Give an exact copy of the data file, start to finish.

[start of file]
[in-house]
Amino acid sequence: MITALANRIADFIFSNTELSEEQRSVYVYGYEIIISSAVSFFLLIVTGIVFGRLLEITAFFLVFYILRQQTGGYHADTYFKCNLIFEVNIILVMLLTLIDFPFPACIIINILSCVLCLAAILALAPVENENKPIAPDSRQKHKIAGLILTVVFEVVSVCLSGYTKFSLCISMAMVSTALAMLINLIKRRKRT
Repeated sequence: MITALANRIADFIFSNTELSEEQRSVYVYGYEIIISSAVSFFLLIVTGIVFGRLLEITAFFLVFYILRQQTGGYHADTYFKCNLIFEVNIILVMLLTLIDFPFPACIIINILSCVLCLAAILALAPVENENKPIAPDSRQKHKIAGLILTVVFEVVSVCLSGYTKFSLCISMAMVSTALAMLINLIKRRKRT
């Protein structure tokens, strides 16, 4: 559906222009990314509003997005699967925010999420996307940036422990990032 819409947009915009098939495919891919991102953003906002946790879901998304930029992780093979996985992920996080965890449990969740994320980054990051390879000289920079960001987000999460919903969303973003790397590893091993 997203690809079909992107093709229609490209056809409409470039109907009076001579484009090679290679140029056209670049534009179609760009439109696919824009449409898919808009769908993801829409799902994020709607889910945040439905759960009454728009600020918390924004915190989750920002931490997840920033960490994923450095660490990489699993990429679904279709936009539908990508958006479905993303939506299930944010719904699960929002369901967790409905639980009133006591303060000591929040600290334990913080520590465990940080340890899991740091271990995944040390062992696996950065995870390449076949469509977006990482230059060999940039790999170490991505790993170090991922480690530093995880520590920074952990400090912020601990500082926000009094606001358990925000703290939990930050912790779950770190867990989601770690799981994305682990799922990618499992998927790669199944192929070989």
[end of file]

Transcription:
[in-house]
Amino acid sequence: MITALANRIADFIFSNTELSEEQRSVYVYGYEIIISSAVSFFLLIVTGIVFGRLLEITAFFLVFYILRQQTGGYHADTYFKCNLIFEVNIILVMLLTLIDFPFPACIIINILSCVLCLAAILALAPVENENKPIAPDSRQKHKIAGLILTVVFEVVSVCLSGYTKFSLCISMAMVSTALAMLINLIKRRKRT
Repeated sequence: MITALANRIADFIFSNTELSEEQRSVYVYGYEIIISSAVSFFLLIVTGIVFGRLLEITAFFLVFYILRQQTGGYHADTYFKCNLIFEVNIILVMLLTLIDFPFPACIIINILSCVLCLAAILALAPVENENKPIAPDSRQKHKIAGLILTVVFEVVSVCLSGYTKFSLCISMAMVSTALAMLINLIKRRKRT
């Protein structure tokens, strides 16, 4: 559906222009990314509003997005699967925010999420996307940036422990990032 819409947009915009098939495919891919991102953003906002946790879901998304930029992780093979996985992920996080965890449990969740994320980054990051390879000289920079960001987000999460919903969303973003790397590893091993 997203690809079909992107093709229609490209056809409409470039109907009076001579484009090679290679140029056209670049534009179609760009439109696919824009449409898919808009769908993801829409799902994020709607889910945040439905759960009454728009600020918390924004915190989750920002931490997840920033960490994923450095660490990489699993990429679904279709936009539908990508958006479905993303939506299930944010719904699960929002369901967790409905639980009133006591303060000591929040600290334990913080520590465990940080340890899991740091271990995944040390062992696996950065995870390449076949469509977006990482230059060999940039790999170490991505790993170090991922480690530093995880520590920074952990400090912020601990500082926000009094606001358990925000703290939990930050912790779950770190867990989601770690799981994305682990799922990618499992998927790669199944192929070989």